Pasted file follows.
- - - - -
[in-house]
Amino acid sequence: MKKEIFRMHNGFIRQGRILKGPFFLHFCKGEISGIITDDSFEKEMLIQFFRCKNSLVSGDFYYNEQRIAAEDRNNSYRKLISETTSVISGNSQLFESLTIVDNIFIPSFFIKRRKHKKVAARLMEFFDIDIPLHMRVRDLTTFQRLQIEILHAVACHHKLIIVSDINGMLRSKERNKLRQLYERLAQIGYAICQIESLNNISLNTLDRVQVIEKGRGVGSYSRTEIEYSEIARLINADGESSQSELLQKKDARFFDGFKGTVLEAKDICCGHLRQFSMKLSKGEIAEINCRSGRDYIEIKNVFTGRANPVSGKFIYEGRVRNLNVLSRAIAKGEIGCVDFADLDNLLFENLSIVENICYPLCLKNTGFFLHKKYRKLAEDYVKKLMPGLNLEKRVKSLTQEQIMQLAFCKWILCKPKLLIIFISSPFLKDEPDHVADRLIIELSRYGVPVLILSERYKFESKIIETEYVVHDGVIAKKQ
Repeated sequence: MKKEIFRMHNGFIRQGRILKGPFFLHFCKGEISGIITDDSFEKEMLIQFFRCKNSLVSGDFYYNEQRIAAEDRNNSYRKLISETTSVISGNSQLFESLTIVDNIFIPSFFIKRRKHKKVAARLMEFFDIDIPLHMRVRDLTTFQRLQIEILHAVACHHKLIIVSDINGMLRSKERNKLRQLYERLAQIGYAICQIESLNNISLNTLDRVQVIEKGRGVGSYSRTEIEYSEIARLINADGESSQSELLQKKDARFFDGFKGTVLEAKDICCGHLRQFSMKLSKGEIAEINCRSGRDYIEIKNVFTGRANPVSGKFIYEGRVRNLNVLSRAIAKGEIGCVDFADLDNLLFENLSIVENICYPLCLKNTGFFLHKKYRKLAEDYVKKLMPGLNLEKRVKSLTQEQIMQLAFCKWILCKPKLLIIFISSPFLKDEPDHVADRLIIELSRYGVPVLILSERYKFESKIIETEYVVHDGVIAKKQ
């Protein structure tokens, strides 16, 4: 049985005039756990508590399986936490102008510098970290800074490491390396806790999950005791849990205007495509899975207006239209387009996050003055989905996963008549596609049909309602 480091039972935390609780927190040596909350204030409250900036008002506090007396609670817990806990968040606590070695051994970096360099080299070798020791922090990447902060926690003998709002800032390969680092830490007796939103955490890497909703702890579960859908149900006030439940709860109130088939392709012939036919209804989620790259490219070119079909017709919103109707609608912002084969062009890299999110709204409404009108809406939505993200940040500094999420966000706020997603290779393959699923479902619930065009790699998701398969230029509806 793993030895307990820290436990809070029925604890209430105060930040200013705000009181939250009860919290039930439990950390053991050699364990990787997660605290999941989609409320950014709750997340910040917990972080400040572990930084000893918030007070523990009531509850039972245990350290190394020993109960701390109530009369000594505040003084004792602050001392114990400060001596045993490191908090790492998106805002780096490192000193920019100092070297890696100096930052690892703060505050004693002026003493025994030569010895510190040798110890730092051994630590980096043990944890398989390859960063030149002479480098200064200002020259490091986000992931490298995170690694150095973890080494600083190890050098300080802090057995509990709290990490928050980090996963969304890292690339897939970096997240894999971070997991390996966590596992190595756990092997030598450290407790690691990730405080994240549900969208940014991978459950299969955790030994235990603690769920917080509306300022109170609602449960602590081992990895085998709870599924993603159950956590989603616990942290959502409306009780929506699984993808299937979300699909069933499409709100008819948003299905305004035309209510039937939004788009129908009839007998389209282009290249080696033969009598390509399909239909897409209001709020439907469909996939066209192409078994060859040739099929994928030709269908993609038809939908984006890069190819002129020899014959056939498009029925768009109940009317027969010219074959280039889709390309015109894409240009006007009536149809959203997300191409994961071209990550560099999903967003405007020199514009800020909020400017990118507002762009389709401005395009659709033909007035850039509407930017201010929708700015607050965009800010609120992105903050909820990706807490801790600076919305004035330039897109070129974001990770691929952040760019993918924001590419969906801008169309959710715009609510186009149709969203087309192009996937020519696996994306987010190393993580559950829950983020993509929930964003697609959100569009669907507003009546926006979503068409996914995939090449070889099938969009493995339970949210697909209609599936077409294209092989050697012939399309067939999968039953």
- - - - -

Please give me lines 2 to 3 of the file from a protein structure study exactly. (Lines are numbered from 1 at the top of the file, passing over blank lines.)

Amino acid sequence: MKKEIFRMHNGFIRQGRILKGPFFLHFCKGEISGIITDDSFEKEMLIQFFRCKNSLVSGDFYYNEQRIAAEDRNNSYRKLISETTSVISGNSQLFESLTIVDNIFIPSFFIKRRKHKKVAARLMEFFDIDIPLHMRVRDLTTFQRLQIEILHAVACHHKLIIVSDINGMLRSKERNKLRQLYERLAQIGYAICQIESLNNISLNTLDRVQVIEKGRGVGSYSRTEIEYSEIARLINADGESSQSELLQKKDARFFDGFKGTVLEAKDICCGHLRQFSMKLSKGEIAEINCRSGRDYIEIKNVFTGRANPVSGKFIYEGRVRNLNVLSRAIAKGEIGCVDFADLDNLLFENLSIVENICYPLCLKNTGFFLHKKYRKLAEDYVKKLMPGLNLEKRVKSLTQEQIMQLAFCKWILCKPKLLIIFISSPFLKDEPDHVADRLIIELSRYGVPVLILSERYKFESKIIETEYVVHDGVIAKKQ
Repeated sequence: MKKEIFRMHNGFIRQGRILKGPFFLHFCKGEISGIITDDSFEKEMLIQFFRCKNSLVSGDFYYNEQRIAAEDRNNSYRKLISETTSVISGNSQLFESLTIVDNIFIPSFFIKRRKHKKVAARLMEFFDIDIPLHMRVRDLTTFQRLQIEILHAVACHHKLIIVSDINGMLRSKERNKLRQLYERLAQIGYAICQIESLNNISLNTLDRVQVIEKGRGVGSYSRTEIEYSEIARLINADGESSQSELLQKKDARFFDGFKGTVLEAKDICCGHLRQFSMKLSKGEIAEINCRSGRDYIEIKNVFTGRANPVSGKFIYEGRVRNLNVLSRAIAKGEIGCVDFADLDNLLFENLSIVENICYPLCLKNTGFFLHKKYRKLAEDYVKKLMPGLNLEKRVKSLTQEQIMQLAFCKWILCKPKLLIIFISSPFLKDEPDHVADRLIIELSRYGVPVLILSERYKFESKIIETEYVVHDGVIAKKQ